"I am mobilizing all federal and local resources, civilian and military, to protect the rights of law-abiding Americans."
"If a city or state refuses to take the actions necessary to defend the life and property of their residents, then I will deploy the United States military and quickly solve the problem for them."
White House press secretary Kayleigh McEnany said at a briefing June 1 that President Trump has the prerogative to invoke the Insurrection Act to resolve violent protests that broke out in support of George Floyd across the nation.
According to the definition from the Legal Information Institute of Cornell Law School, the Insurrection Actt, adopted in 1807, authorizes the president, at the request of a state government, to federalize the National Guard and to use the remainder of the Armed Forces to suppress an insurrection against that state's government. It further allows for the president to do the same in a state without the explicit consent of a state's government if it becomes impracticable to enforce federal laws through ordinary proceedings or if states are unable to safeguard its inhabitants' civil rights. However, the Posse Comitatus Act prohibits the government from using military forces to act as a police force within U.S. borders.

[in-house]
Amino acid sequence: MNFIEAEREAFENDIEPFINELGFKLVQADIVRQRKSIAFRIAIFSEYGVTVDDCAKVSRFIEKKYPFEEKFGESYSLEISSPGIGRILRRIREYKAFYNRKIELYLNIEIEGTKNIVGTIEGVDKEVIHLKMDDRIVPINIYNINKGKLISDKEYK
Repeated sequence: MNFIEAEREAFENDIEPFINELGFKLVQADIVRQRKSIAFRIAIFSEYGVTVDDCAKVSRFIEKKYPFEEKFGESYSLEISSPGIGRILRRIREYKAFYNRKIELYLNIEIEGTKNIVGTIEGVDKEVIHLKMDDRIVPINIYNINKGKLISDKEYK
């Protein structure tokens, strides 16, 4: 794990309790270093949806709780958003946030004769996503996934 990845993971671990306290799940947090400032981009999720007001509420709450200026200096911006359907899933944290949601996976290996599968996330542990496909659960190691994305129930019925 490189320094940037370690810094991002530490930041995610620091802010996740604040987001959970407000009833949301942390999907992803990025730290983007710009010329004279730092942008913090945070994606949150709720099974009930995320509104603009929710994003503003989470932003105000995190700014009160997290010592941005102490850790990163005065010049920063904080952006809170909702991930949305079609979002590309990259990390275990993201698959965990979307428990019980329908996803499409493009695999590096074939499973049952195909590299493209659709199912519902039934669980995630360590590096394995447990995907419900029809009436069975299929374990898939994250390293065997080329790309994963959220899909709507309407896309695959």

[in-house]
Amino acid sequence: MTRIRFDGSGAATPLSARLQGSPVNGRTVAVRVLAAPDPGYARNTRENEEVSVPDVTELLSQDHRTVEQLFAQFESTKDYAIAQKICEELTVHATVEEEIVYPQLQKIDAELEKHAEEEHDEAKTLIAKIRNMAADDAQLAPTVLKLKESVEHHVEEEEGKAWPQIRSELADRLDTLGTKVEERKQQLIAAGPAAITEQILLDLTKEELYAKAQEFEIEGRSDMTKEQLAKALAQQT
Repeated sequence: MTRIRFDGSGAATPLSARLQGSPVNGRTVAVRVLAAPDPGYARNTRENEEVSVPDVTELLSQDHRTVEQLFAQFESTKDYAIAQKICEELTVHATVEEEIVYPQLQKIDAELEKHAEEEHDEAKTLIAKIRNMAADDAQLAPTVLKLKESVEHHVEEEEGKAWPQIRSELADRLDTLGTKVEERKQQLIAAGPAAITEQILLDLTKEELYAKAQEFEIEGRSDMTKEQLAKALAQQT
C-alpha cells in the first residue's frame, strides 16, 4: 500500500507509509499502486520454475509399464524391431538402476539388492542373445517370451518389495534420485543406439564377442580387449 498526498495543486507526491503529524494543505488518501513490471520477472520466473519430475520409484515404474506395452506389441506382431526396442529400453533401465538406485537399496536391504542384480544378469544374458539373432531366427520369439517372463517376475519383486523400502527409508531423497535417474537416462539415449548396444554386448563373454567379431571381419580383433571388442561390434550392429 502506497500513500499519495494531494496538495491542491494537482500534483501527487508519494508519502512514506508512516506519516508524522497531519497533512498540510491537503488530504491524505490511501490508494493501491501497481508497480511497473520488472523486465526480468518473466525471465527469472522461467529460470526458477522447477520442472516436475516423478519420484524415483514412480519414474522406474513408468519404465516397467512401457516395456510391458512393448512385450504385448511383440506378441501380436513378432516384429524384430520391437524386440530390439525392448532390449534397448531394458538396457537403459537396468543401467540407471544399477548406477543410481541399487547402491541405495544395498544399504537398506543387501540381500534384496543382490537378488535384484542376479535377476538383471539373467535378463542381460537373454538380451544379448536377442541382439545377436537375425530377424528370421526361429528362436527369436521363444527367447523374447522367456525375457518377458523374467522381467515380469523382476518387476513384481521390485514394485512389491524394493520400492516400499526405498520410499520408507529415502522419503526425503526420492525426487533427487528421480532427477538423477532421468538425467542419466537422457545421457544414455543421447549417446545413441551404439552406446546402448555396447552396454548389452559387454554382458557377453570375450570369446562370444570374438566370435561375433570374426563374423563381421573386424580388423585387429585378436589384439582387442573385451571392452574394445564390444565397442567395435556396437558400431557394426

Governors prefer relying on National Guardsmen to de-escalate the tensions.
On Wednesday, Defense Secretary Mark Esper said he does not support invoking the Insurrection Act and using active-duty military forces to deal with the unrest in U.S. cities — a statement that puts him at odds with his boss.